At Sharkathon, Shark Fishers Are a Keen Audience for Conservation Advice

By Claudia Geib.

Catch-and-release fishing can kill sharks. But fishers will work to limit the damage—once they know how.Every fall, more than 900 recreational anglers in Texas gather their gear and wade into the blood-warm waters of the Gulf of Mexico for Sharkathon. In this four-day catch-and-release shark fishing tournament, anglers vie to land the biggest shark they can, seeking a share of the roughly US $80,000 prize pool. The sharks and the prize purses are huge: in 2022, the top award, worth $20,000, went to the fisher who ensnared a nearly three-meter-long hammerhead. But that year, Kesley Banks, a marine biologist at Texas A&M University–Corpus Christi, went home with a prize of her own.

During that year’s Sharkathon, Banks and her colleagues shared tips with participants about keeping sharks healthy while they’re on the hook. The researchers documented how anglers handled their catches, and in a recent study, they show that the interventions worked. Sharkathon anglers took Banks’s pointers to heart, giving the apex predators a better chance of surviving the ordeal of being temporarily ensnared.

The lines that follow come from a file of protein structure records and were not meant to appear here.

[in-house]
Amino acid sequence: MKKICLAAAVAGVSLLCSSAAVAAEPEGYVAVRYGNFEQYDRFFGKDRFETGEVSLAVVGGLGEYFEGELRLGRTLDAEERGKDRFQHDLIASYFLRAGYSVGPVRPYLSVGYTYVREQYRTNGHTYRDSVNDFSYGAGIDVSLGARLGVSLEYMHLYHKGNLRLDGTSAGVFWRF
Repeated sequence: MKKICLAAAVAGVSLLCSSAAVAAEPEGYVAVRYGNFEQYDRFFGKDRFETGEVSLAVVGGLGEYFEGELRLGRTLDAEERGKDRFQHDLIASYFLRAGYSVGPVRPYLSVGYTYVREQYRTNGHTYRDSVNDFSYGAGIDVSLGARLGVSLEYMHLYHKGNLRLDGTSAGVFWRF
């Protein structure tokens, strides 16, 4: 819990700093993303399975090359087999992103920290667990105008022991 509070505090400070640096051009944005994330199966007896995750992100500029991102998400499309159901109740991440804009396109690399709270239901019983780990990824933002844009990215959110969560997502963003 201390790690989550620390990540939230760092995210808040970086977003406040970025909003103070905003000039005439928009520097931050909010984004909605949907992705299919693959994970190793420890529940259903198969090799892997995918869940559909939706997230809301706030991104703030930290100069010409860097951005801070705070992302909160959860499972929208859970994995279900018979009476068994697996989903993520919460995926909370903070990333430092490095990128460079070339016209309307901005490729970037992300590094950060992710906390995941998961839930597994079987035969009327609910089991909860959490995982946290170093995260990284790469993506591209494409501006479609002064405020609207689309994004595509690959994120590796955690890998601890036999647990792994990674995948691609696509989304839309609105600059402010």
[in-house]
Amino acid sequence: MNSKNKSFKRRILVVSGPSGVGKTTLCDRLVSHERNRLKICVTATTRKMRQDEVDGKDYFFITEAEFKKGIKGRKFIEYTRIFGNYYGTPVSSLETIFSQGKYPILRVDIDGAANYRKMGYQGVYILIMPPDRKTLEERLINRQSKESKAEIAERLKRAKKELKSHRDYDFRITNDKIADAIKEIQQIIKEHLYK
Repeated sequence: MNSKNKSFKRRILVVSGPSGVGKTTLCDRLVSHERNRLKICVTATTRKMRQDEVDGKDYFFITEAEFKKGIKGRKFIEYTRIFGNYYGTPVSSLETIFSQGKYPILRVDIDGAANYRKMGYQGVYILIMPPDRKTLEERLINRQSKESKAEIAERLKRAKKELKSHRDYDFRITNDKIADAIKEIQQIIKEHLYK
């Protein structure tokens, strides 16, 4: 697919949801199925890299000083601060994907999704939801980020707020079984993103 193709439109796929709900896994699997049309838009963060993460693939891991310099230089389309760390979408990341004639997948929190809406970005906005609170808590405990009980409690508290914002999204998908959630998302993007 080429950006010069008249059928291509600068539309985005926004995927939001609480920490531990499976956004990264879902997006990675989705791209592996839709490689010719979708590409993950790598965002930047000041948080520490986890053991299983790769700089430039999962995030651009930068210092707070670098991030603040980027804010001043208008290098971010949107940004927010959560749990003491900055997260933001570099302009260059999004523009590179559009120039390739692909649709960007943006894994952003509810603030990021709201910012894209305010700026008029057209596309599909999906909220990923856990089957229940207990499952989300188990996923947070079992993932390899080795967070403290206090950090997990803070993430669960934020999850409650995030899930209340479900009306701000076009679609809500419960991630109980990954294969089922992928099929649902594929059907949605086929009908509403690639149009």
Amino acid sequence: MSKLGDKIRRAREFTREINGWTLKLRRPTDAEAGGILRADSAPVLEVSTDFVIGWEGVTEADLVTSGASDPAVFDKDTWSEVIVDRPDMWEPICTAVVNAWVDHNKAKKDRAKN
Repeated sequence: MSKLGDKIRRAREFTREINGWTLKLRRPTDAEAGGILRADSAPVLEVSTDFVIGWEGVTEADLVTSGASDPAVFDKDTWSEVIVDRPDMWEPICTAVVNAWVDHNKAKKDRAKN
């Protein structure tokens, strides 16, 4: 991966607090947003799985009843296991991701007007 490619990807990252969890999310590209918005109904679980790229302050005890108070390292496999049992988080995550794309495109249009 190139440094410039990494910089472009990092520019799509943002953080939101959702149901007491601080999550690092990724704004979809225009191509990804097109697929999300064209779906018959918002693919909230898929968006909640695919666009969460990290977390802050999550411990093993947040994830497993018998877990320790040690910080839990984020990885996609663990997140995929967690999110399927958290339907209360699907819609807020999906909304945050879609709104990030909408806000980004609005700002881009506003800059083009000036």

There’s a growing awareness among anglers and the general public about how important sharks are to marine ecosystems and how threatened some populations are. At the same time, Banks has seen a major shift in how recreational shark fishers operate in Texas. The fishery is one of the largest shore-based fisheries in the United States. Once a kill fishery, it is increasingly moving toward catch-and-release methods.

Of the 38 shark species regularly caught in Texas, 22 must be humanely released, according to state law. New laws focus on protecting sharks from harm—like one passed in 2019 that requires fishers to replace J-shaped hooks with circle hooks, which are less likely to kill a shark when swallowed.